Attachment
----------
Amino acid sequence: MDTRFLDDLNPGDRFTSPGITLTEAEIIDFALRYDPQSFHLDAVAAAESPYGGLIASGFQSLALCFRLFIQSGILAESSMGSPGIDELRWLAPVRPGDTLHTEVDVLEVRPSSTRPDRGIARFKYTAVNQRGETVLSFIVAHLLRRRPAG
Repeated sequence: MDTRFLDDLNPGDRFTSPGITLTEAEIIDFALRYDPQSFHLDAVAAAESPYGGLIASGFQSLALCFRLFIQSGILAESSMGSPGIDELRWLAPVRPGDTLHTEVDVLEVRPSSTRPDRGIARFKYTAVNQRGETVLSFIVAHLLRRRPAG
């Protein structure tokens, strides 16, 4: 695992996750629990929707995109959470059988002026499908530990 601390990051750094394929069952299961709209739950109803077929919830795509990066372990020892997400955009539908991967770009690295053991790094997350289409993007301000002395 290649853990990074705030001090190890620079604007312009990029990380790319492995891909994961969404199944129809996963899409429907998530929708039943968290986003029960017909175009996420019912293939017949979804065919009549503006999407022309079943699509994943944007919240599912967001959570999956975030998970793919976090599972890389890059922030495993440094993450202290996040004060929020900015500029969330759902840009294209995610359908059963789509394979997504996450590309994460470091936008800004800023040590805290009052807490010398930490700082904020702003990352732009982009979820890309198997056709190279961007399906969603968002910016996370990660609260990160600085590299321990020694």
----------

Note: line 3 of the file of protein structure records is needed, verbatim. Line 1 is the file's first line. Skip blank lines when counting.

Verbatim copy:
């Protein structure tokens, strides 16, 4: 695992996750629990929707995109959470059988002026499908530990 601390990051750094394929069952299961709209739950109803077929919830795509990066372990020892997400955009539908991967770009690295053991790094997350289409993007301000002395 290649853990990074705030001090190890620079604007312009990029990380790319492995891909994961969404199944129809996963899409429907998530929708039943968290986003029960017909175009996420019912293939017949979804065919009549503006999407022309079943699509994943944007919240599912967001959570999956975030998970793919976090599972890389890059922030495993440094993450202290996040004060929020900015500029969330759902840009294209995610359908059963789509394979997504996450590309994460470091936008800004800023040590805290009052807490010398930490700082904020702003990352732009982009979820890309198997056709190279961007399906969603968002910016996370990660609260990160600085590299321990020694």